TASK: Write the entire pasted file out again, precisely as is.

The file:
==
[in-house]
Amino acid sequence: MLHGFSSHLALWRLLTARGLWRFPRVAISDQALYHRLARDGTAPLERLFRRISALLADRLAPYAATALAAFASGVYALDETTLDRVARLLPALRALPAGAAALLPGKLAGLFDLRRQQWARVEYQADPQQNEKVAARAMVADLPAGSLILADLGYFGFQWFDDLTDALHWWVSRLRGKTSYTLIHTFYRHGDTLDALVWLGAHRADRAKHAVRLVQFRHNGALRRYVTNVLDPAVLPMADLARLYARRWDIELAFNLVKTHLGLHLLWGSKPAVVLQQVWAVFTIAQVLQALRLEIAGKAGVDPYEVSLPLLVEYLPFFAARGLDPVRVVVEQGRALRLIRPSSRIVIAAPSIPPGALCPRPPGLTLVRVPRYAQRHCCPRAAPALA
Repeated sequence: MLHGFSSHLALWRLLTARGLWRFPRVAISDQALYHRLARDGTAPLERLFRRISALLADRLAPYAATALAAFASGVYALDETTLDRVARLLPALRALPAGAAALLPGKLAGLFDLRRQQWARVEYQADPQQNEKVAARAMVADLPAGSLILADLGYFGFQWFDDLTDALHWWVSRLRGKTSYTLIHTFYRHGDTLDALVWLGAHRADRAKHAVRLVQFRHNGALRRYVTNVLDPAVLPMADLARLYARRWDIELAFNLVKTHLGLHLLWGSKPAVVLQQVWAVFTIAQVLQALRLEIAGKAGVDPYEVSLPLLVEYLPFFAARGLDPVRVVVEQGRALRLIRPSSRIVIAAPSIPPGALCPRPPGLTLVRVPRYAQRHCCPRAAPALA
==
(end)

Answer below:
[in-house]
Amino acid sequence: MLHGFSSHLALWRLLTARGLWRFPRVAISDQALYHRLARDGTAPLERLFRRISALLADRLAPYAATALAAFASGVYALDETTLDRVARLLPALRALPAGAAALLPGKLAGLFDLRRQQWARVEYQADPQQNEKVAARAMVADLPAGSLILADLGYFGFQWFDDLTDALHWWVSRLRGKTSYTLIHTFYRHGDTLDALVWLGAHRADRAKHAVRLVQFRHNGALRRYVTNVLDPAVLPMADLARLYARRWDIELAFNLVKTHLGLHLLWGSKPAVVLQQVWAVFTIAQVLQALRLEIAGKAGVDPYEVSLPLLVEYLPFFAARGLDPVRVVVEQGRALRLIRPSSRIVIAAPSIPPGALCPRPPGLTLVRVPRYAQRHCCPRAAPALA
Repeated sequence: MLHGFSSHLALWRLLTARGLWRFPRVAISDQALYHRLARDGTAPLERLFRRISALLADRLAPYAATALAAFASGVYALDETTLDRVARLLPALRALPAGAAALLPGKLAGLFDLRRQQWARVEYQADPQQNEKVAARAMVADLPAGSLILADLGYFGFQWFDDLTDALHWWVSRLRGKTSYTLIHTFYRHGDTLDALVWLGAHRADRAKHAVRLVQFRHNGALRRYVTNVLDPAVLPMADLARLYARRWDIELAFNLVKTHLGLHLLWGSKPAVVLQQVWAVFTIAQVLQALRLEIAGKAGVDPYEVSLPLLVEYLPFFAARGLDPVRVVVEQGRALRLIRPSSRIVIAAPSIPPGALCPRPPGLTLVRVPRYAQRHCCPRAAPALA